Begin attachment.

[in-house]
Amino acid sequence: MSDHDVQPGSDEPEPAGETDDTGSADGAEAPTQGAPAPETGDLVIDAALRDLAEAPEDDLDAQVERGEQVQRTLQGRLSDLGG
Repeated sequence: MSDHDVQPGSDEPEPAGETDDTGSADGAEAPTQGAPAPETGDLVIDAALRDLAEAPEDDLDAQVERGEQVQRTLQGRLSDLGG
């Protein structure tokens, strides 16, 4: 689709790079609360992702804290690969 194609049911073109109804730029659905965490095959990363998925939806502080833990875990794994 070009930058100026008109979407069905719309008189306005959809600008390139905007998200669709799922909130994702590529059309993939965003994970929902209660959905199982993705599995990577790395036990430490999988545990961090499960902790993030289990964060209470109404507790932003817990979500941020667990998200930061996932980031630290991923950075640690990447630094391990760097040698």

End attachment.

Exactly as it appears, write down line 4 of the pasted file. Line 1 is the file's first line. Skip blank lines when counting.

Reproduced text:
């Protein structure tokens, strides 16, 4: 689709790079609360992702804290690969 194609049911073109109804730029659905965490095959990363998925939806502080833990875990794994 070009930058100026008109979407069905719309008189306005959809600008390139905007998200669709799922909130994702590529059309993939965003994970929902209660959905199982993705599995990577790395036990430490999988545990961090499960902790993030289990964060209470109404507790932003817990979500941020667990998200930061996932980031630290991923950075640690990447630094391990760097040698």